Automated defenses: Focusing on automated detection and response mechanisms, using technologies such as artificial intelligence (AI) and machine learning to actively scan for potential threats and block them at their source without manual intervention. These tools are increasingly being used to help organizations stay vigilant even when their human teams are not. Rapid containment and eradication of a malicious threat can ensure it doesn't spread throughout your network and cause broader damage.
Human firewalls: The best defense against cyber-fraud are the people at the receiving end of cyber attack attempts. Remember, many cyber-fraud journeys begin with fraudsters tricking employees into enabling access or sharing sensitive data. This can be countered with better training and awareness for cyber-fraud attacks (e.g., phishing, fraudulent payment requests, synthetic IDs, etc.).
The case for digital identities
One of the most compelling cyber-fraud mitigation strategies is the use of digital IDs. These are digital identifiers that give individuals a unique verification that only they possess, along with the control to share as much or as little information as they want in their day-to-day transactions.
Fraudsters are often searching for identity-related data. This isn't difficult to come by given the propensity to share personal information online, thereby creating honeypots of personal information everywhere we transact.
Instead, a digital ID could enable individuals to simply confirm the bare minimum amount of information required for a given transaction. For example, they could be used to prove an individual is of legal age when purchasing alcohol, instead of requiring them to share their address, full name, or other personal details.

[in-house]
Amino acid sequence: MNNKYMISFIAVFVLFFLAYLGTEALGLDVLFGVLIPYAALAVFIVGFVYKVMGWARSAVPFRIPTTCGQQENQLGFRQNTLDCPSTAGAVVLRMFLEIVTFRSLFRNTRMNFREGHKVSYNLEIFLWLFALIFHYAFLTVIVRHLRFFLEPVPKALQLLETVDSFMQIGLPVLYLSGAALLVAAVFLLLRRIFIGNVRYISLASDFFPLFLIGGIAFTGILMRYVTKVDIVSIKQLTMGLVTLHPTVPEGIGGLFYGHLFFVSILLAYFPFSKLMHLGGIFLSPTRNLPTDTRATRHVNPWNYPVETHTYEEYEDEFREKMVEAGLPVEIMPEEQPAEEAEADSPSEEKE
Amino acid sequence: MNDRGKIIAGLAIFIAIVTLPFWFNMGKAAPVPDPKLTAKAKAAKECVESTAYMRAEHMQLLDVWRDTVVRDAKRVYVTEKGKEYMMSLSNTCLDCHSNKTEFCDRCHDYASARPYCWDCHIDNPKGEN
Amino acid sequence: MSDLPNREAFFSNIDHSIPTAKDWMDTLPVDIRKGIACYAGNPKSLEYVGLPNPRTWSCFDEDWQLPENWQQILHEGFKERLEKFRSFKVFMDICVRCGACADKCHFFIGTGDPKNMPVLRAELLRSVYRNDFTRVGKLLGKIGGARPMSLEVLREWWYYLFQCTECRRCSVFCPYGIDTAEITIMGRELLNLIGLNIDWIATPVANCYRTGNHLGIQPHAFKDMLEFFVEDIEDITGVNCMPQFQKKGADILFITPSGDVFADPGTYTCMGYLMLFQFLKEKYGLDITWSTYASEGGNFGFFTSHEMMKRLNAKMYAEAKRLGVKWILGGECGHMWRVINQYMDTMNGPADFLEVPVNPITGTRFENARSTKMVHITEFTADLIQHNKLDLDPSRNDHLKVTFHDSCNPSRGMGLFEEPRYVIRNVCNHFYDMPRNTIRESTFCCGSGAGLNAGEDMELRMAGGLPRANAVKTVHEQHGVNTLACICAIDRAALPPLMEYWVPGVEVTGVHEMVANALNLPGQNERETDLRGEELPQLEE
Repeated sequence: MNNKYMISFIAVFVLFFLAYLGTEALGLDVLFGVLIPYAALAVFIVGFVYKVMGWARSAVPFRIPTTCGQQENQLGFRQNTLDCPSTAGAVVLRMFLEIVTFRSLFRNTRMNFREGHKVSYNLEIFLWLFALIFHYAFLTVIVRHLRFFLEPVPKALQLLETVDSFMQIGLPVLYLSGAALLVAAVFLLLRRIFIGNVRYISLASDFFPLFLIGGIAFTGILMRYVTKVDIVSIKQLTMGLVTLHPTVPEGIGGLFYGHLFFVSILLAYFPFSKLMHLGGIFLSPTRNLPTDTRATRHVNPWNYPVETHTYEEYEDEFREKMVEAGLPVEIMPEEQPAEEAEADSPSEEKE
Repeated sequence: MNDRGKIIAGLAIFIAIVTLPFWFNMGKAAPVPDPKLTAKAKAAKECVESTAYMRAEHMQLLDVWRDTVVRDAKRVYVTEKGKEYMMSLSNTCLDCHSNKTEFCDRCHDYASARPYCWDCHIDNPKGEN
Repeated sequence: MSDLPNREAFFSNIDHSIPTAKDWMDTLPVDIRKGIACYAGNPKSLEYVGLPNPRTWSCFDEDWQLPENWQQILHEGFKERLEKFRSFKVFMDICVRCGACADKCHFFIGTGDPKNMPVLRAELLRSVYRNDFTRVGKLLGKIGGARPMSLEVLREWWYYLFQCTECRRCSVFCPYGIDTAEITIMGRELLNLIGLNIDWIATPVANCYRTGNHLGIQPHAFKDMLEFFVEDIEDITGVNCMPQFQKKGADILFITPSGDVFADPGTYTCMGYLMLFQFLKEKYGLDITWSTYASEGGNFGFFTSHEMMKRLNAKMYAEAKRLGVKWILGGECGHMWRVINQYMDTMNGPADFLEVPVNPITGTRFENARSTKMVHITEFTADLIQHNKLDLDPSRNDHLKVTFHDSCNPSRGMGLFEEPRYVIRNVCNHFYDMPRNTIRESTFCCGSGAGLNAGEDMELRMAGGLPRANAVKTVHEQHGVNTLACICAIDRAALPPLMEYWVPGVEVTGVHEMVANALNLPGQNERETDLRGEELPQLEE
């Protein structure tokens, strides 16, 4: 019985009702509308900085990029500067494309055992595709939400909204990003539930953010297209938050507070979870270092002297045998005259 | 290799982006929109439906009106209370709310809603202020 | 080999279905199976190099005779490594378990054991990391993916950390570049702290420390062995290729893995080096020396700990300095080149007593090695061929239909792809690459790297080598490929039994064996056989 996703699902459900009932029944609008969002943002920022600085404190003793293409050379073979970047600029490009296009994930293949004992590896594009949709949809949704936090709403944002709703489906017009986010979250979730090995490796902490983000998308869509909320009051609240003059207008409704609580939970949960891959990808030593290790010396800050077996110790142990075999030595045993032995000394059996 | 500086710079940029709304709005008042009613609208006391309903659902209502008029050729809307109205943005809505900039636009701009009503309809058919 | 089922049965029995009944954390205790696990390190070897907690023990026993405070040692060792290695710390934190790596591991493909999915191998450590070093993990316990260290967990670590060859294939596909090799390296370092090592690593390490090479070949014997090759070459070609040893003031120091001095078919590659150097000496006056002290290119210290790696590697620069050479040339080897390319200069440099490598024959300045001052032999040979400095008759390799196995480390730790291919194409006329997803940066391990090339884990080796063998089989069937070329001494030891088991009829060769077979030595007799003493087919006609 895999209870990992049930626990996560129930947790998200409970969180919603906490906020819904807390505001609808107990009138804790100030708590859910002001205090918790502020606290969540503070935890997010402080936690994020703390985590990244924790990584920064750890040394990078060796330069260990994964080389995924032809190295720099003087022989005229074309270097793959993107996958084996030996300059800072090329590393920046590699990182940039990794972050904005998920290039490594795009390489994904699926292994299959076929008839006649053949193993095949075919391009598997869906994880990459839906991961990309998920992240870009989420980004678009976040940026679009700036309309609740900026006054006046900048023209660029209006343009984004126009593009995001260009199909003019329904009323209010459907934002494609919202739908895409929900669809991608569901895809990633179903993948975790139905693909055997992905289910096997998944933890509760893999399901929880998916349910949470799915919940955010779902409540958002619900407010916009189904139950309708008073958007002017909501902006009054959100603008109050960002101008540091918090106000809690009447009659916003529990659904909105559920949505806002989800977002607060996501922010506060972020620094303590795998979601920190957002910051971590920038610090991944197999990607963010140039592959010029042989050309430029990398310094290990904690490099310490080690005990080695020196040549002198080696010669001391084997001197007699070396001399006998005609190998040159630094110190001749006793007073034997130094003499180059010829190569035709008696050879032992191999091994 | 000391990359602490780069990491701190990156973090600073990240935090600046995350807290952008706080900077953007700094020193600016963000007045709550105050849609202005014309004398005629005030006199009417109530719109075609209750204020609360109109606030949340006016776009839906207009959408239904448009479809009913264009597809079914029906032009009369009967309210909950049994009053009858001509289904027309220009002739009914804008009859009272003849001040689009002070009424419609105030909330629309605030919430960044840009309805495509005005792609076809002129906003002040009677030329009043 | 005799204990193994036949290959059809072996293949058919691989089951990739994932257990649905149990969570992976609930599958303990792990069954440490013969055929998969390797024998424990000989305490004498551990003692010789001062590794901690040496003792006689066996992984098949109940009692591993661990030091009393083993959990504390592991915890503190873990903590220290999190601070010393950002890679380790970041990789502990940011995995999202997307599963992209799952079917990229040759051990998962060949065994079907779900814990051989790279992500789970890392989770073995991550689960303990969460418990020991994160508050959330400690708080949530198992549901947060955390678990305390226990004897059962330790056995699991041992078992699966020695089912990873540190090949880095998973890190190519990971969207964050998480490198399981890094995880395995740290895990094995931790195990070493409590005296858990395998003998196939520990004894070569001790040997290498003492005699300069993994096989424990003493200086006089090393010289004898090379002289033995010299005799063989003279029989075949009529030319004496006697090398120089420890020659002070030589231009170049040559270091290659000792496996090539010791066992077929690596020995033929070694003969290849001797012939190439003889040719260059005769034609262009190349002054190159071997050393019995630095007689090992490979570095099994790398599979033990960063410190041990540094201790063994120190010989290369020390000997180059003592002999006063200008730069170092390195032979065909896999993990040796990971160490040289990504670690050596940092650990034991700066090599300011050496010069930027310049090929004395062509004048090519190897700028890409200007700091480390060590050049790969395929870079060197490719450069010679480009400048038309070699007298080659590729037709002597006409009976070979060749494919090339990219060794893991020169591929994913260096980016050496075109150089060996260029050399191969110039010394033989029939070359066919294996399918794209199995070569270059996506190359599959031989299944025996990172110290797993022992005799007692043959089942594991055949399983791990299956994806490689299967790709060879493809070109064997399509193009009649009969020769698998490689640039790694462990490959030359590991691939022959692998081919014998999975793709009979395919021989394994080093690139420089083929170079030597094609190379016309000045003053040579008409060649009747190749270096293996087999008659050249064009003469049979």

Similarly, digital IDs could be used to transmit only necessary details and histories with healthcare practitioners, ensuring their details aren't being collected and stored outside their control. Moreover, the same digital ID could be used to interact with all specialists within an individual's healthcare network to share information securely among all relevant and approved stakeholders, thereby preventing the unnecessary proliferation of personal data.
Provinces like Alberta and BC are already exploring digital IDs among their populations, with Ontario and Quebec now pursuing their own solutions. For Canadians to feel safer in the digital world of the future, there is certainly merit for the rest of the country to explore all possible ways to give individuals more control over what parts of their lives they share.
No passing trend
Cyber-fraud threats are only increasing. As businesses move online, attack surfaces are increasing, and hackers and fraudsters are growing more adept at getting through.
Moving forward, organizations must make peace with the fact that the cyber-fraud journey often begins within their walls. That means acquiring the skills, training, and tools to surround the organization with effective cyber controls and strengthening the human firewall. It also requires constant security testing to make sure controls and protocols are working as intended so that the cyber-fraud journey ends before it has a chance to begin.
Yassir Bellout is a Partner in the Cyber Security Practice at KPMG in Canada.
Imraan Bashir is a Partner in the Cyber and Digital Solutions Practice at KPMG in Canada.
As organizations continue to move online, they must do so in a way that stays one step ahead by investing in the people, technologies, and best-practice strategies that will drive safe and secure digital transactions.
KPMG can help companies combat online fraud with a carefully considered, strategic approach. COVID-19 has undoubtedly been a crisis, but it provides us with opportunities to analyze the present and invest in future resilience – and, hopefully, come out stronger on the other side.
Contact us to learn more about fraud prevention strategies or to discuss a fraud risk assessment for your organization.